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Good Games Nobody Seems To Remember

Underwater aliens. A jazz-pop-metal-rock reworking of a H. G. Wells novel. Orphans who fire rotten eggs at enemies. Shapeshifting nasties. Adventurous businessmen addicted to coffee. A hero in your back garden. The REAL Prince of ye olden days. Time-travelling Romans. Disease in a gloomy town. 
What do these esoteric things have in common? 
They are all parts of good and even great games that no-one seems to remember anymore. 
If you can find a copy of any of these, let me know what you think of them. I grew up with many of these titles, and it is disappointing to notice that so few people pay attention to them anymore.

List items

  • A frantic rail-shooter with cinematic presentation, an orchestral score and brilliant graphics (even for today).

  • One of the first real-time strategy games to use 3D models for units, The War of the Worlds did for RTS gameplay mechanics what Dune 2 did for the sheer amount of things you can do in an RTS game.

    And it features music from the original album! What more could you ask for?

  • A whimsical third-person shooter (if you can call bees, rotten eggs and chewing gum ammunition) with strong puzzle-solving elements, this film tie-in had good atmosphere, decent (if a little smudgy) graphics and the voices of the original cast.

    That's right! Jim Carrey in a video game!

    This deserves to be remembered more for its zaniness than anything else.

  • Despite what Spoony might say, The Thing is actually a very strong third-person survival horror shooter with excellent graphics (especially for 2001), effective combat and trust systems and rather disgusting opponents in the constantly-mutating Thing creatures.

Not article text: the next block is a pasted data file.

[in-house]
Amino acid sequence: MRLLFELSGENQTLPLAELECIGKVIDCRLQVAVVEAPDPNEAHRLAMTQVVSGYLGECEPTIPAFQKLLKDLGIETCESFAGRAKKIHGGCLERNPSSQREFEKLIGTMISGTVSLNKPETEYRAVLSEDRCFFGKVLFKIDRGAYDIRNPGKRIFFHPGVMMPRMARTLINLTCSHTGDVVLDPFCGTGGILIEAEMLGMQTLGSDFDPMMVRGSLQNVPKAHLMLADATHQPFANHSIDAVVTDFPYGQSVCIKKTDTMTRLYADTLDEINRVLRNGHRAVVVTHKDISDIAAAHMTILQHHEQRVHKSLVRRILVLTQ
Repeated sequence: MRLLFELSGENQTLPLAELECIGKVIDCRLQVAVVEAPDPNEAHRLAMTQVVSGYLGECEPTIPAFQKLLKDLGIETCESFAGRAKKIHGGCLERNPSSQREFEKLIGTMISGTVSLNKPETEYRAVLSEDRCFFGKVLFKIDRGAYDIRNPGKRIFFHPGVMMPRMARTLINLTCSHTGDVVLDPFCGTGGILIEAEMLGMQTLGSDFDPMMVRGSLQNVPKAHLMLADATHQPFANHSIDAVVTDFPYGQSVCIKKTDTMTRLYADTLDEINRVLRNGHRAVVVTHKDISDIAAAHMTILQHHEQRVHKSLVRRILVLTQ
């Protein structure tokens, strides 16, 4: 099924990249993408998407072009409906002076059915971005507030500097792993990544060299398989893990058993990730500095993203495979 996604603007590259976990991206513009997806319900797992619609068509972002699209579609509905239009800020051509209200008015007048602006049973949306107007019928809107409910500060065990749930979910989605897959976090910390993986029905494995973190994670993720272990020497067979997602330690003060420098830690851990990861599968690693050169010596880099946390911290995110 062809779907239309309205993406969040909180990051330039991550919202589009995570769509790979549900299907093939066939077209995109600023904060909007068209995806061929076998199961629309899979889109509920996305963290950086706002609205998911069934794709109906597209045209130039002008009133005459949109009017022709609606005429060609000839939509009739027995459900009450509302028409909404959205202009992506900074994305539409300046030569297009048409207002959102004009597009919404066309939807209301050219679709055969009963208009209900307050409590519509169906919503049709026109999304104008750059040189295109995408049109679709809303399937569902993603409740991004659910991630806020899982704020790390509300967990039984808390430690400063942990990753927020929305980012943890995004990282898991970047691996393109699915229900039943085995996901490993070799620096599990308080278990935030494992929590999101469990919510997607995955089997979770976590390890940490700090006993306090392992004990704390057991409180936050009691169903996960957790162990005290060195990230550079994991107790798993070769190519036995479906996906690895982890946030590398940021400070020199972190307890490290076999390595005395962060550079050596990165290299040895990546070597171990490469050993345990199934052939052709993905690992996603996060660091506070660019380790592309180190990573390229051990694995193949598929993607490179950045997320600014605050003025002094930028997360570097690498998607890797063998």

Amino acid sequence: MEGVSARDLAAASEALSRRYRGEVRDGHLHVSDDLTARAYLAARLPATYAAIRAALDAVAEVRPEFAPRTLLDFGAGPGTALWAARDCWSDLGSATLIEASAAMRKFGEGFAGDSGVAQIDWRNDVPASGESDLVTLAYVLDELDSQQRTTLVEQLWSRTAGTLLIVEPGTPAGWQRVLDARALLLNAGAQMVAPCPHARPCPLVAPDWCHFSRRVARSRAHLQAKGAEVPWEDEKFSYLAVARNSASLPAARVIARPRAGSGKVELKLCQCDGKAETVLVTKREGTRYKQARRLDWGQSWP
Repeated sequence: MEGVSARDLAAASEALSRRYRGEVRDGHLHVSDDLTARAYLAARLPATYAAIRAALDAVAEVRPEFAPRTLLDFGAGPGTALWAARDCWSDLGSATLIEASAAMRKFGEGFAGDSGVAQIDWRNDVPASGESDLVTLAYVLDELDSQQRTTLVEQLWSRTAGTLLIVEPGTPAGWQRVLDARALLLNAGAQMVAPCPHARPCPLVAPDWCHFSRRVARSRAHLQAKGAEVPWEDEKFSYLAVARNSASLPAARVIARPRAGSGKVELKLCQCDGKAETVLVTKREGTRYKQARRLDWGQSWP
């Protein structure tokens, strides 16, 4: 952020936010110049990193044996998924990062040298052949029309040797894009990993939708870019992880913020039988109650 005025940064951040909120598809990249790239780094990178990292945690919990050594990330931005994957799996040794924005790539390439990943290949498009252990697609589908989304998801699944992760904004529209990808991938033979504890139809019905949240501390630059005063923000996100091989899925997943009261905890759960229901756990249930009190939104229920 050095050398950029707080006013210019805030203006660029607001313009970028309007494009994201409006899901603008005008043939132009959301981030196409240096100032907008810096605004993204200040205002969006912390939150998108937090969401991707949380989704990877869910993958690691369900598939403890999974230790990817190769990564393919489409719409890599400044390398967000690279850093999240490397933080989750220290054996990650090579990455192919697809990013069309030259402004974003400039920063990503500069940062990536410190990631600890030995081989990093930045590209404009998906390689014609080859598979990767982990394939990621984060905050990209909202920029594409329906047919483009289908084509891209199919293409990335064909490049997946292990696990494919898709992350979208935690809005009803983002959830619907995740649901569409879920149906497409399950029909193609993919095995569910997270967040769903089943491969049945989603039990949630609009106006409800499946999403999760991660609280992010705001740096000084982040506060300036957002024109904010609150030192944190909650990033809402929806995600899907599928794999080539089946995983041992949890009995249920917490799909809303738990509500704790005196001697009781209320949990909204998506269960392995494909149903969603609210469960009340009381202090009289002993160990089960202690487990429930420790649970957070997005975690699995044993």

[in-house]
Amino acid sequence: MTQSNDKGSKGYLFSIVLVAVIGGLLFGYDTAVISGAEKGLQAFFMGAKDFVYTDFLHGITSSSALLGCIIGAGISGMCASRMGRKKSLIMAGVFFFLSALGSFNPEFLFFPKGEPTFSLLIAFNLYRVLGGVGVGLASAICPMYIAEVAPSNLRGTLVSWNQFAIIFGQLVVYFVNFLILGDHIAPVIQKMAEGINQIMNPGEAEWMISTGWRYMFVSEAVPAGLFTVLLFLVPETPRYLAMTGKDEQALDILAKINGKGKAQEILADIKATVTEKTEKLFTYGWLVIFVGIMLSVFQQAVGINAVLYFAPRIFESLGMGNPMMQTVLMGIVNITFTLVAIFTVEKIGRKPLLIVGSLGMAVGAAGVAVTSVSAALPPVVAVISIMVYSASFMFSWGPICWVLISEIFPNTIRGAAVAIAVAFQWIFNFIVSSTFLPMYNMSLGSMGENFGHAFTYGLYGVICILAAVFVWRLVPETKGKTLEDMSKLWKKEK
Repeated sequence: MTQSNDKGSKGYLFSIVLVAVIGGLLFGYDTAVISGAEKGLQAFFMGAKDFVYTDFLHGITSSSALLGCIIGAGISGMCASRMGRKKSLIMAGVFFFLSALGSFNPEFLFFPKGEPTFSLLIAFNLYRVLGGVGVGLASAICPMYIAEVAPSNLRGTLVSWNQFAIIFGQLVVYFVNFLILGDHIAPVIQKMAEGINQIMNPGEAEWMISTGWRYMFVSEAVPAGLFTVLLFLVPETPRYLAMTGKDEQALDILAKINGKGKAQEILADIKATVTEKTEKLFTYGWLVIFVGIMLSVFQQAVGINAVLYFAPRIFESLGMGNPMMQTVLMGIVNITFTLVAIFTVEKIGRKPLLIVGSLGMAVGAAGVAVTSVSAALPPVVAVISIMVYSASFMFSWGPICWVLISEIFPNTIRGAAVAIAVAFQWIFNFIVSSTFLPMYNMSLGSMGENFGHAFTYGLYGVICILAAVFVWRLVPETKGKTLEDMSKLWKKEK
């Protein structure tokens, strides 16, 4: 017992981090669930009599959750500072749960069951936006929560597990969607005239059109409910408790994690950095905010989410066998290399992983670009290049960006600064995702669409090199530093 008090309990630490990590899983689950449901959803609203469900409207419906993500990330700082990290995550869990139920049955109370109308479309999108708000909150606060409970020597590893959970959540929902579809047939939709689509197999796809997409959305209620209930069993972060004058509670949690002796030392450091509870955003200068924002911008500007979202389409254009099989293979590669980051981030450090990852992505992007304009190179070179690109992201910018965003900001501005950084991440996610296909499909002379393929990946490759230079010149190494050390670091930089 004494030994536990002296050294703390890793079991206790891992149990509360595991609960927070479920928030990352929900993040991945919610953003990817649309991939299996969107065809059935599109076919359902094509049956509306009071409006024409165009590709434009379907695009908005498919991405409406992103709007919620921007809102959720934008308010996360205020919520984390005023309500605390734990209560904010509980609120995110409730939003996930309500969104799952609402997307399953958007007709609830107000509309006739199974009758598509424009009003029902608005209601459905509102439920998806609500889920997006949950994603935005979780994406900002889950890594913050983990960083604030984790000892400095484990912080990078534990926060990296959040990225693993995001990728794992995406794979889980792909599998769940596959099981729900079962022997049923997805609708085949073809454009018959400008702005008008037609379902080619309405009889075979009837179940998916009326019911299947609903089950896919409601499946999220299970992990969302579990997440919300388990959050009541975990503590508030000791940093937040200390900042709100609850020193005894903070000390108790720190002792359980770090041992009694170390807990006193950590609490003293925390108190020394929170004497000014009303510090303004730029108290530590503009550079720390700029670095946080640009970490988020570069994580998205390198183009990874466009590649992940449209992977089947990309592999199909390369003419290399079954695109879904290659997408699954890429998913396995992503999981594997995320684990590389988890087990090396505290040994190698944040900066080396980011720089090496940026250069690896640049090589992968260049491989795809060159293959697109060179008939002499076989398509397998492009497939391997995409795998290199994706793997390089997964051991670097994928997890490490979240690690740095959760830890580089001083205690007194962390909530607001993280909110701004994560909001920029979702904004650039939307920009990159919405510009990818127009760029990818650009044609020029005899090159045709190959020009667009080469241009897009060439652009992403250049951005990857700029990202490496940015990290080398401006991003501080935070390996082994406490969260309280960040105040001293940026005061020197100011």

Overall, a successful sequel to the John Carpenter sequel.

  • If you can imagine a cross between Dilbert and Indiana Jones, then you've got a good idea of what you're in for when playing Harry the Handsome Executive.

    Seriously, Dilbert Indiana Jones.

    You can still purchase it from Ambrosia, but the $20 price is unreasonable when you consider that it cannot work on modern Intel Macs.

  • A charming platform-action game from Pangea, Bugdom has you play as a plucky woodlouse on a quest to liberate the Bugdom from the evil ants. This is simple, childish fun, but it still has many inventive set-pieces (beehives, backyards stomped routinely by giant feet, caves flooded with lava for the fire-ants), diverse enemies and some dark situations.

  • This choice is a little petty, but with the newer PoP titles most gamers seem to have abandoned this 1989 gem. No-one I know cares about it anymore, but it's still an extremely solid platformer even today.

  • An accurate reproduction of Rome, the goal of this point-and-click adventure game is to thwart a plot to destroy Rome, and has you solve puzzles and travel through time to get the job done.

    That's right. Time-travelling Romans.

  • The only overriding antagonist in this Russian game is disease, which you must prevent as best you can with food, clothing, warmth and medication.

    This is a novel reinvention of the survival genre, and deserves more attention in the rest of the world.

  • The first game to use a real actor for your onscreen avatar, Phantasmagoria blatantly pushed the boundaries of good taste in video games. Its gory violence, adult themes, sex and rape scenes were not well-received, and Phantasmagoria was either censored or banned in many countries.

    Heck, it's still banned in Australia.

    Spoony reviewed the sequel, and mentioned the original in an FMV Hell three-parter, but otherwise very few people pay much attention to it anymore.

    The game isn't very good, but it caused enough of an outrage to deserve immortalisation as a provocative classic.